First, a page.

“One of the strengths of this volume is that each chapter features many different voices–from the elite as well as the marginalized and from both political insiders and outsiders–in order to provide a full and complete picture of a critical period in Latin American history…. Seeking Rights from the Left is an intriguing and thought-provoking volume.”

— Evan C. Rothera, Social Movement Studies

"Seeking Rights from the Left is a valuable addition to the growing body of literature on feminist and queer activism, and represents an important and timely contribution to scholarly understandings of the relationship between grassroots identity-based movements and state power." — Baird Campbell, Journal of Latin American Research

Seeking Rights from the Left represents a much needed advance in the study of comparative politics, left politics, and gender and sexuality studies more generally. Eschewing simplistic formulae, this book takes on the nuance and complexity of contemporary efforts to advance a progressive agenda in Latin America in a global context that is riven by contradictions. This volume offers a rich theoretical treatment, amply demonstrating the shortcomings of a single-issue approach to understanding political change. No one dedicated to understanding or driving progressive political change should miss the lessons from this book.” — S. Laurel Weldon, coauthor of The Logics of Gender Justice: State Action on Women’s Rights Around the World

Seeking Rights from the Left is a pleasure to read. The contributors—a mix of established and younger authors, scholars, and activists—offer fresh perspectives on Latin America's ‘Pink Tide,’ bringing new knowledge and critical insights to bear on governments celebrated for being committed to principles of equality and diversity.” — Maxine Molyneux, Professor of Sociology at University College London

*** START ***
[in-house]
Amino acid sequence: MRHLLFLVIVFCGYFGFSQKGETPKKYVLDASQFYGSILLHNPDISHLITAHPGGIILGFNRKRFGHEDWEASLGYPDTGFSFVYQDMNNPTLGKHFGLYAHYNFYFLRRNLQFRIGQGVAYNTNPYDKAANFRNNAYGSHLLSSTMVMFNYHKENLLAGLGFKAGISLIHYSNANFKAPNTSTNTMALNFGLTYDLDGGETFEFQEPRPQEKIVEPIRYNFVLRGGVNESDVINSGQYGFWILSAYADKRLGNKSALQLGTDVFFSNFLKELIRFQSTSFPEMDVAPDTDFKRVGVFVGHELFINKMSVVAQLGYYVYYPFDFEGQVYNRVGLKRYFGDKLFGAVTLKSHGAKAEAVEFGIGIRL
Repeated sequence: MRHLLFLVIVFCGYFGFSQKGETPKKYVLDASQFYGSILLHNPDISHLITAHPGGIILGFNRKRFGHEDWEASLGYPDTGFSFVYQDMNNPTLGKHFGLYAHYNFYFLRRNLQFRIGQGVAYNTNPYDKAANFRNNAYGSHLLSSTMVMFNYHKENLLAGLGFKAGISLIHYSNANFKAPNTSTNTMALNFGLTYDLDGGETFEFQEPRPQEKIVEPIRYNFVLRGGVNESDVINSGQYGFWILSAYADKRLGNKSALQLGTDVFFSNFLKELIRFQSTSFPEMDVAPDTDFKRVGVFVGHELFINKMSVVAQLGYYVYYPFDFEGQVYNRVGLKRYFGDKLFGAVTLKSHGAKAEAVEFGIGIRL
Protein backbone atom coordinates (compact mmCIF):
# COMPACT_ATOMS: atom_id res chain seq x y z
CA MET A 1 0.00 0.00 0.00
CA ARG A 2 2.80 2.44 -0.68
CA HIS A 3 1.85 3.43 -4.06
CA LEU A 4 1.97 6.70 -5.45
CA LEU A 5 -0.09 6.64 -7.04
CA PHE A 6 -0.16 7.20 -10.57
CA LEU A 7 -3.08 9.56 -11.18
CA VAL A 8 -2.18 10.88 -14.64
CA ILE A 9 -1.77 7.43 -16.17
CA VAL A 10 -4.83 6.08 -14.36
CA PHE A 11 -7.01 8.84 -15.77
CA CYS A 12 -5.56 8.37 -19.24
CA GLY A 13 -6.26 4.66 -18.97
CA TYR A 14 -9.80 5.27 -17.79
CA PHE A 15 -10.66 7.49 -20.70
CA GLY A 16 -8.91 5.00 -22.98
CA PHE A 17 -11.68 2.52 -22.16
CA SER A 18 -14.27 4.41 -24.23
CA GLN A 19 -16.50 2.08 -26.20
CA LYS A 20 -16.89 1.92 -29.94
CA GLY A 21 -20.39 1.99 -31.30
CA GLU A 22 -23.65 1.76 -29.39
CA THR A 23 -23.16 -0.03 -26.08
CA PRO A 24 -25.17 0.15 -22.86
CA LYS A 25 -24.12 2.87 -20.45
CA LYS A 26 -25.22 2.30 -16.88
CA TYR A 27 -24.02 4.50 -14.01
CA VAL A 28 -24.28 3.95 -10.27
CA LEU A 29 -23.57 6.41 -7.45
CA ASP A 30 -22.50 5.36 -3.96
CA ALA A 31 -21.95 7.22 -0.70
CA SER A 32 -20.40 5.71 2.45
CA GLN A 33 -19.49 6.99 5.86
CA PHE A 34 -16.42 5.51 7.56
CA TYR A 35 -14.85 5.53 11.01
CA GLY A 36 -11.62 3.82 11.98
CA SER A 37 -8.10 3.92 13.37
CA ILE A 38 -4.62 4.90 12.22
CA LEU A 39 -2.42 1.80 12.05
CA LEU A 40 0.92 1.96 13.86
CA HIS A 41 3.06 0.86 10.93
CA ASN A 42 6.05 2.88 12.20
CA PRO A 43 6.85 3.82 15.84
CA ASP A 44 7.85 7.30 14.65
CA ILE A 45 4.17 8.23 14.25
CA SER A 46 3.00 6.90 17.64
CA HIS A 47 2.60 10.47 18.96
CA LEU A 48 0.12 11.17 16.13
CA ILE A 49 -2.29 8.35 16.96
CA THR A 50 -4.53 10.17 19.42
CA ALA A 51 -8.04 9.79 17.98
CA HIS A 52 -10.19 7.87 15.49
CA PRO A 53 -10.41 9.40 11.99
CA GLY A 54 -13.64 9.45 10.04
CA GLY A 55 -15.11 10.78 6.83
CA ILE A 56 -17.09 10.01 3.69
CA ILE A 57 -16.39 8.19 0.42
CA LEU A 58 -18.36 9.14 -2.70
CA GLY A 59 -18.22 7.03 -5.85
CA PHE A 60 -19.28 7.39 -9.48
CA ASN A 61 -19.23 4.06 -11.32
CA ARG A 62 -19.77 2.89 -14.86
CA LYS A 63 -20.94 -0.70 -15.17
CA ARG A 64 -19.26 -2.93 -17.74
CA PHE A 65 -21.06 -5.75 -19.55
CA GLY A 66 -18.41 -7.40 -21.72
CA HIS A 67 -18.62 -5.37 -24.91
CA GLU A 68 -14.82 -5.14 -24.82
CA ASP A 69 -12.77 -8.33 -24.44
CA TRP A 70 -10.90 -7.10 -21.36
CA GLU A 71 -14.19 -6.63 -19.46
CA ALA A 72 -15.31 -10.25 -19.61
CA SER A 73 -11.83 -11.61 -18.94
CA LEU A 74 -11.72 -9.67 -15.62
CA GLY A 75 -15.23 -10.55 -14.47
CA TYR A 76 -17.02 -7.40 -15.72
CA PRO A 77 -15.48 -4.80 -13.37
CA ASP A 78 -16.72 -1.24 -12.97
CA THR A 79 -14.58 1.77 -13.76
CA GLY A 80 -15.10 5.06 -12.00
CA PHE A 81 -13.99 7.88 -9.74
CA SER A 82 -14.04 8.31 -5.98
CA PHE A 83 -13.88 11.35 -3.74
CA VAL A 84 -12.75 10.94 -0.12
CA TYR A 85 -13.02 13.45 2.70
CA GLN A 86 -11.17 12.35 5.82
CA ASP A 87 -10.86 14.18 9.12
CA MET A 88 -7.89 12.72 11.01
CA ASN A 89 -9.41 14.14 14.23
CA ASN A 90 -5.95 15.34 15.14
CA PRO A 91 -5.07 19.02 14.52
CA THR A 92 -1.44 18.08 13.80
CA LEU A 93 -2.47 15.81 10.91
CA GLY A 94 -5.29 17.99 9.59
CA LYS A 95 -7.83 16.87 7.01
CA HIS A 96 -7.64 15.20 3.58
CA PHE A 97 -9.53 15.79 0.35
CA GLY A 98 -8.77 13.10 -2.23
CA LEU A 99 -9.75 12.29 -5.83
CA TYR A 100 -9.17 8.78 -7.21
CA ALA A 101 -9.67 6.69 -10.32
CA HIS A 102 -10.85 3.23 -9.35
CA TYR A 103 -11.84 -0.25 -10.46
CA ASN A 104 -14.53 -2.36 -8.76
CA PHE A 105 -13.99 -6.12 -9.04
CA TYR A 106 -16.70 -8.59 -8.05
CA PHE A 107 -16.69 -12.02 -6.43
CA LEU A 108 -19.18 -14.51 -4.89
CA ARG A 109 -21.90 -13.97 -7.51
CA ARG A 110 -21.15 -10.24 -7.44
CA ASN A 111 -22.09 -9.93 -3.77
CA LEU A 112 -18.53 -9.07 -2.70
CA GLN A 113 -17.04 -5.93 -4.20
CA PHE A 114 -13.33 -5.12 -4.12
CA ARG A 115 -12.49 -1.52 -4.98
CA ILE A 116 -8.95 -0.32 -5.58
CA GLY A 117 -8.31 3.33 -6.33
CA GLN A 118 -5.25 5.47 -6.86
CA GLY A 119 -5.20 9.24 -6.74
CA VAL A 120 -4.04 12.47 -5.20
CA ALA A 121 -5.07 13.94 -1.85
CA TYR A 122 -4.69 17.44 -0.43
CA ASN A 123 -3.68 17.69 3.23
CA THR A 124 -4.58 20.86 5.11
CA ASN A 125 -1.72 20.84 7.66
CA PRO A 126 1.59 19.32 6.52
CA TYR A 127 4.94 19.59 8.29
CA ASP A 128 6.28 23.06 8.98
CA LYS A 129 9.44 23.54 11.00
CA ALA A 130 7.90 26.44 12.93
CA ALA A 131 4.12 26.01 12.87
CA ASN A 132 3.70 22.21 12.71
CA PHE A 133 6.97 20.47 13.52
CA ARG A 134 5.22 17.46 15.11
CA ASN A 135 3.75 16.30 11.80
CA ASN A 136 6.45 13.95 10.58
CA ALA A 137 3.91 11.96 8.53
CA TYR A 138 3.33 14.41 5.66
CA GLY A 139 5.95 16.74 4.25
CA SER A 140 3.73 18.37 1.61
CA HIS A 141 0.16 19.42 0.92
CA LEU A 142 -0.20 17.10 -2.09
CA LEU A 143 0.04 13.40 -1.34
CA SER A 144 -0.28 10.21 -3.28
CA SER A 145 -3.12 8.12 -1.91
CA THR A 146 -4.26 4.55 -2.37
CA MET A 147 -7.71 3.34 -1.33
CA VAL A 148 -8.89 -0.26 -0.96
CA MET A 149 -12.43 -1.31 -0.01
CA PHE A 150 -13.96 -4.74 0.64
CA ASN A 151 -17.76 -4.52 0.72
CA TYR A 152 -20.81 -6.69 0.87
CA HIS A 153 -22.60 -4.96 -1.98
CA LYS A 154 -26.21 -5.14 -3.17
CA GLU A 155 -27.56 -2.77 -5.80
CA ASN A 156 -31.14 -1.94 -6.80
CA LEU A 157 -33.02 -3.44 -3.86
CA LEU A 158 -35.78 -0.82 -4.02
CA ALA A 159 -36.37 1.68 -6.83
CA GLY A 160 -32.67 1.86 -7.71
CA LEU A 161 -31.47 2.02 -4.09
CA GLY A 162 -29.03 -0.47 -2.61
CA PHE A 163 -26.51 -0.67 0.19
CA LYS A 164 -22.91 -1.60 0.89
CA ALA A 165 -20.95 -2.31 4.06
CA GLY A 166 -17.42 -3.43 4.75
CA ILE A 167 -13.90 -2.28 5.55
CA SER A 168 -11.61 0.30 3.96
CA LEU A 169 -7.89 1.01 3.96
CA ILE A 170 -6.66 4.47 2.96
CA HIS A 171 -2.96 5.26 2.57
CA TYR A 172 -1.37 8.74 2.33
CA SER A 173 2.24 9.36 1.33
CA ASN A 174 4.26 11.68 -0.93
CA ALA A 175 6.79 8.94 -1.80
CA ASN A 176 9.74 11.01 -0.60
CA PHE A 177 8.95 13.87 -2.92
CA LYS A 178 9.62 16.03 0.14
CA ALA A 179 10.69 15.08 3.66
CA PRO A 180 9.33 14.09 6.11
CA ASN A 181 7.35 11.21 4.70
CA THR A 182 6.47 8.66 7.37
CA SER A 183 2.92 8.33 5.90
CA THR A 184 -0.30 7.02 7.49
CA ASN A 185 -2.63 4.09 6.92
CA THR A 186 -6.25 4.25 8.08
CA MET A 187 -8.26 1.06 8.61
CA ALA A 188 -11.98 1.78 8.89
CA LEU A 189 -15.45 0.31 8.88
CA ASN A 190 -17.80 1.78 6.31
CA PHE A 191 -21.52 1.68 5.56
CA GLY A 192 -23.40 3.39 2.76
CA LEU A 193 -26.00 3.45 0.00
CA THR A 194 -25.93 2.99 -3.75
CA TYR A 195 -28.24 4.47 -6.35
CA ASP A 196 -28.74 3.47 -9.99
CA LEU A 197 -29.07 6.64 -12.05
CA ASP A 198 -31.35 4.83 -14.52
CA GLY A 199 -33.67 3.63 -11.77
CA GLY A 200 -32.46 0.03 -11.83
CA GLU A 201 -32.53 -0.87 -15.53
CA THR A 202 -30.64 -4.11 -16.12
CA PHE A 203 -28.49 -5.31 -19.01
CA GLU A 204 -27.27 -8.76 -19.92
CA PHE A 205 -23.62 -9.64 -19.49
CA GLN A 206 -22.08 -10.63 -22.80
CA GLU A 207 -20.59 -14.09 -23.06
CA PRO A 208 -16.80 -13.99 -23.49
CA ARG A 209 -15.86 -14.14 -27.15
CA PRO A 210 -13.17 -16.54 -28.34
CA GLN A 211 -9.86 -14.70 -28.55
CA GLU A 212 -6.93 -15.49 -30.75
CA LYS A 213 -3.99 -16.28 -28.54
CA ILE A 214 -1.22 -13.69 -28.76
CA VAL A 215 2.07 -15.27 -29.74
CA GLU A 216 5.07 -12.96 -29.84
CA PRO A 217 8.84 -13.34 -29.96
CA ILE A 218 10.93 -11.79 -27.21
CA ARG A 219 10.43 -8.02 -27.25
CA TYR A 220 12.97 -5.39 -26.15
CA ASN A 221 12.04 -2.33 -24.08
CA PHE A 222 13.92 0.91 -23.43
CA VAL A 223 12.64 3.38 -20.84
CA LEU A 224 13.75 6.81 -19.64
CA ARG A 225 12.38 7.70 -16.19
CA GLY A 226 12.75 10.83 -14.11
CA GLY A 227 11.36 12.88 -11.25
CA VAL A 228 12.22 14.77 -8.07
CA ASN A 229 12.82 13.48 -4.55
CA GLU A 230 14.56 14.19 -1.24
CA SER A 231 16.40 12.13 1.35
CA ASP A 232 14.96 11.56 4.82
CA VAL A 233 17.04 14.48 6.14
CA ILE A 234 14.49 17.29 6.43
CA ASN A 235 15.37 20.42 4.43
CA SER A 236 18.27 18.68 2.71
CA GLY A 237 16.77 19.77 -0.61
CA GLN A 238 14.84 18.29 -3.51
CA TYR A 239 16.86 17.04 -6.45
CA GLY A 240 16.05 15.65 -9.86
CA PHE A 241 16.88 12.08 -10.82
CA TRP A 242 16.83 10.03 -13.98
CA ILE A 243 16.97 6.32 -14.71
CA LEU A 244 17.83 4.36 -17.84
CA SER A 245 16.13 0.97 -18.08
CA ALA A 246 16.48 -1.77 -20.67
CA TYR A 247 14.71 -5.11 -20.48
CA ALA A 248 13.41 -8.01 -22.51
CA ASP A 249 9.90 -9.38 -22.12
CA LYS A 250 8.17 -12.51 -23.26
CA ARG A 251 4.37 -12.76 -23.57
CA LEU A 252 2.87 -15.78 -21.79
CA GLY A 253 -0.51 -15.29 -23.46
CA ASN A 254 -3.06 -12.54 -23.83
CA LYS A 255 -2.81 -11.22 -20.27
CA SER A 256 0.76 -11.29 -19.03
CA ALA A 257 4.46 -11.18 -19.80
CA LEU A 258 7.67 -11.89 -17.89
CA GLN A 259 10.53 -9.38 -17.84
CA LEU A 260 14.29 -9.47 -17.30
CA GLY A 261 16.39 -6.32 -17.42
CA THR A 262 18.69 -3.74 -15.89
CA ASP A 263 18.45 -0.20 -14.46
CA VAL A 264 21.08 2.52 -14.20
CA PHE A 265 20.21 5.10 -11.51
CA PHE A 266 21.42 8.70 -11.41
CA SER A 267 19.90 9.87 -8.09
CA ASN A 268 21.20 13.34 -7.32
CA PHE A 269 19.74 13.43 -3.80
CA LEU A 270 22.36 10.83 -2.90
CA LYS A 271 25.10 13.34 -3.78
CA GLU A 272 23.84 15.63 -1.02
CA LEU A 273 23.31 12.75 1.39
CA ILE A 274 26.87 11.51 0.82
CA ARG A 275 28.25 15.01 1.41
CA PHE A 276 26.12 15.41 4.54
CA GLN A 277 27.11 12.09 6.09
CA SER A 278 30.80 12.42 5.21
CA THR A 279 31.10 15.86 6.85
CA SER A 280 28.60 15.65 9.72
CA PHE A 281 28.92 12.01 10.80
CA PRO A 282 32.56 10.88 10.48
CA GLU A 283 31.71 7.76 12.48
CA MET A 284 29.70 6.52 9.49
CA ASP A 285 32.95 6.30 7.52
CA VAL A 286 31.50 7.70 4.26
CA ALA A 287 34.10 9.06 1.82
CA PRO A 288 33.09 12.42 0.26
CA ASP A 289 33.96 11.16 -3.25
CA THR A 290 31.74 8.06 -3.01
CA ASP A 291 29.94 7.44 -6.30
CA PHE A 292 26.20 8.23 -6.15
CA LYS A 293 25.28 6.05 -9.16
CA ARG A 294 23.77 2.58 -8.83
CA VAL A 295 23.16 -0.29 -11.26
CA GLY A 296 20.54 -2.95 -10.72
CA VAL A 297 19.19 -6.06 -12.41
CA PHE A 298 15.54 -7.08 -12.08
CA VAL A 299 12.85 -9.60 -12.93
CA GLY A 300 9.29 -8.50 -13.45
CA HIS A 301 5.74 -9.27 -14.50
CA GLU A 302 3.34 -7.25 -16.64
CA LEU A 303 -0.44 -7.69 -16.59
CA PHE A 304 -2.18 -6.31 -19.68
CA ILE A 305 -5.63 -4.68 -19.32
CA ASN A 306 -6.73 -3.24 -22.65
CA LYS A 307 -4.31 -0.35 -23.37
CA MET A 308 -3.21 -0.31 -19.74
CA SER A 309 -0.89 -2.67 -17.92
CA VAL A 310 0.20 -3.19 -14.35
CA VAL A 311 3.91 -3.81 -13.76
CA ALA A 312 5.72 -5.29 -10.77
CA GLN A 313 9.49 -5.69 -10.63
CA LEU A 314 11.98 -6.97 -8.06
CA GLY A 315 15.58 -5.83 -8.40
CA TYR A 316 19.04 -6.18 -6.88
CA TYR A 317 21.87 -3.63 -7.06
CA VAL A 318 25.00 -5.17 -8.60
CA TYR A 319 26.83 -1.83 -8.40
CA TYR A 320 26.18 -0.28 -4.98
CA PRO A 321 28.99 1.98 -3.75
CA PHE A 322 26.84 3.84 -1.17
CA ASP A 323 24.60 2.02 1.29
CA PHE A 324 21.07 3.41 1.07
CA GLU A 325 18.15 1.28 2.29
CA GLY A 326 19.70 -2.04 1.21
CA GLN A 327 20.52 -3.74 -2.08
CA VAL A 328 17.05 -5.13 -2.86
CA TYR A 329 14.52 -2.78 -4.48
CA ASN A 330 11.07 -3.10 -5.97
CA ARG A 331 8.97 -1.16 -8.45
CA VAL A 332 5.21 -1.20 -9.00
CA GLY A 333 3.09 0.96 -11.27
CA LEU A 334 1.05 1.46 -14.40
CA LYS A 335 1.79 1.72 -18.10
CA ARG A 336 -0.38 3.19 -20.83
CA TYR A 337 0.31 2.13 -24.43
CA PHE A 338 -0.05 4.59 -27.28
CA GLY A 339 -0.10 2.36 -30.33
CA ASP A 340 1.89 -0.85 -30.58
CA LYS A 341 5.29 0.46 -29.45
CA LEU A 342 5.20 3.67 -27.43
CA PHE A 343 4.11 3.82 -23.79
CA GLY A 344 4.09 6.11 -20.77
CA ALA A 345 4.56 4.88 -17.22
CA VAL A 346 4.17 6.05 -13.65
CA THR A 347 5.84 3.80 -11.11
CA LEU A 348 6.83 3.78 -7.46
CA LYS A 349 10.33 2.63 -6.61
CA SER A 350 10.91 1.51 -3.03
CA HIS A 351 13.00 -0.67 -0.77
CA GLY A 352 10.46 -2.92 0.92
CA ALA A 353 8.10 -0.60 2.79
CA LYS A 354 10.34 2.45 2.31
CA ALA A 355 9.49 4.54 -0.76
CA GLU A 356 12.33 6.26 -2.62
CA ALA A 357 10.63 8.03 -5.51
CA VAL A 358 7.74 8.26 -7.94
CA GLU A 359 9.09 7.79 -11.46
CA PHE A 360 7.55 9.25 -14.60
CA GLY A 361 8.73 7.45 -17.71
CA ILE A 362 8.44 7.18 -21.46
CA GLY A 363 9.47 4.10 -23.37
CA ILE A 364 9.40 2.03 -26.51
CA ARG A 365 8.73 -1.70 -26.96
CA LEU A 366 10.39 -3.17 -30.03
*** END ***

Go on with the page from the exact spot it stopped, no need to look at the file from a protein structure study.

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Author/Editor Bios Back to Top

Elisabeth Jay Friedman is Professor of Politics and Latin American Studies at the University of San Francisco and the author of several books, including Interpreting the Internet: Feminist and Queer Counterpublics in Latin America.

Table of Contents Back to Top
Foreword / Amy Lind  ix
Acknowledgments  xiii
Introduction. Contesting the Pink Tide / Elisabeth Jay Friedman and Constanza Tabbush  1
1. Explaining Advances and Drawbacks in Women's and LGBTIQ Rights in Uruguay: Multisited Pressures, Political Resistance, and Structural Inertias / Niki Johnson, Ana Laura Rodríguez Gustá, and Diego Sempol  48
2. LGBT Rights Yes, Abortion No: Explaining Uneven Trajectories in Argentina under Kirchnerism (2003-15) / Constanza Tabbush, María Constanza Díaz, Catalina Trebisacce, and Victoria Keller  82
3. Working within a Gendered Political Consensus: Uneven Progress on Gender and Sexuality Rights in Chile / Gwynn Thomas  115
4. Gender and Sexuality in Brazilian Public Policy: Progress and Regression in Depatriarchalizing and Deheteronormalizing the State / Marlise Matos  144
5. De Jure Transformation, De Facto Stagnation: The Status of Women's and LGBT Rights in Bolivia / Shawnna Mullenax  173
6. Toward Feminist Socialism? Gender, Sexuality, Popular Power, and the State in Venezuela's Bolivarian Revolution / Rachel Elfenbein  200
7. Nicaragua and Ortega's "Second" Revolution: "Restituting the Rights" of Women and Sexual Diversity? / Edurne Larracoechea Bohigas  235
8. Ecuador's Citizen Revolution (2007-17): A Lost Decade for Women's Rights and Gender Equality / Annie Wilkinson  269
Afterword. Maneuvering the "U-Turn": Comparative Lessons from the Pink Tide and Forward-Looking Strategies for Feminist and Queer Activisms in the Americas / Sonia E. Alvarez  305
Contributors  313
Index  317